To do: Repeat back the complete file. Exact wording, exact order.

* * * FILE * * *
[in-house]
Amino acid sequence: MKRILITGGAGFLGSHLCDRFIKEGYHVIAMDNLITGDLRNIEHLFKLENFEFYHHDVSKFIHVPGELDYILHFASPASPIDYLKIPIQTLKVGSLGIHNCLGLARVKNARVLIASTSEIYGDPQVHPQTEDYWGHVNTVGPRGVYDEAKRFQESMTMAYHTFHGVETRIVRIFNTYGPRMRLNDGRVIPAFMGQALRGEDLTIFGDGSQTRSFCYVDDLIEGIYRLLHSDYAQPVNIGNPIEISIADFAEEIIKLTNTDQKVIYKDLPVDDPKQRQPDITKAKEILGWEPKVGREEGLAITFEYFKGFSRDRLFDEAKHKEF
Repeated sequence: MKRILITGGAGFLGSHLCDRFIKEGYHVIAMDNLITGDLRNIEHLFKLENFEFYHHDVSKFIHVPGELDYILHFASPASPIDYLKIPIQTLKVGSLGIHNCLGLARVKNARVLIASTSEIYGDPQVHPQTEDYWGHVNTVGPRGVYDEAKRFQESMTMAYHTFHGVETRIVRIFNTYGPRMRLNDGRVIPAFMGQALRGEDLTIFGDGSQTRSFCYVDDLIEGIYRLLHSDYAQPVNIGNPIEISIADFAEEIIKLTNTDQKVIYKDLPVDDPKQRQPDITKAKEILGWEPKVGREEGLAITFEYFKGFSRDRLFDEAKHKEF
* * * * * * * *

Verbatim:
[in-house]
Amino acid sequence: MKRILITGGAGFLGSHLCDRFIKEGYHVIAMDNLITGDLRNIEHLFKLENFEFYHHDVSKFIHVPGELDYILHFASPASPIDYLKIPIQTLKVGSLGIHNCLGLARVKNARVLIASTSEIYGDPQVHPQTEDYWGHVNTVGPRGVYDEAKRFQESMTMAYHTFHGVETRIVRIFNTYGPRMRLNDGRVIPAFMGQALRGEDLTIFGDGSQTRSFCYVDDLIEGIYRLLHSDYAQPVNIGNPIEISIADFAEEIIKLTNTDQKVIYKDLPVDDPKQRQPDITKAKEILGWEPKVGREEGLAITFEYFKGFSRDRLFDEAKHKEF
Repeated sequence: MKRILITGGAGFLGSHLCDRFIKEGYHVIAMDNLITGDLRNIEHLFKLENFEFYHHDVSKFIHVPGELDYILHFASPASPIDYLKIPIQTLKVGSLGIHNCLGLARVKNARVLIASTSEIYGDPQVHPQTEDYWGHVNTVGPRGVYDEAKRFQESMTMAYHTFHGVETRIVRIFNTYGPRMRLNDGRVIPAFMGQALRGEDLTIFGDGSQTRSFCYVDDLIEGIYRLLHSDYAQPVNIGNPIEISIADFAEEIIKLTNTDQKVIYKDLPVDDPKQRQPDITKAKEILGWEPKVGREEGLAITFEYFKGFSRDRLFDEAKHKEF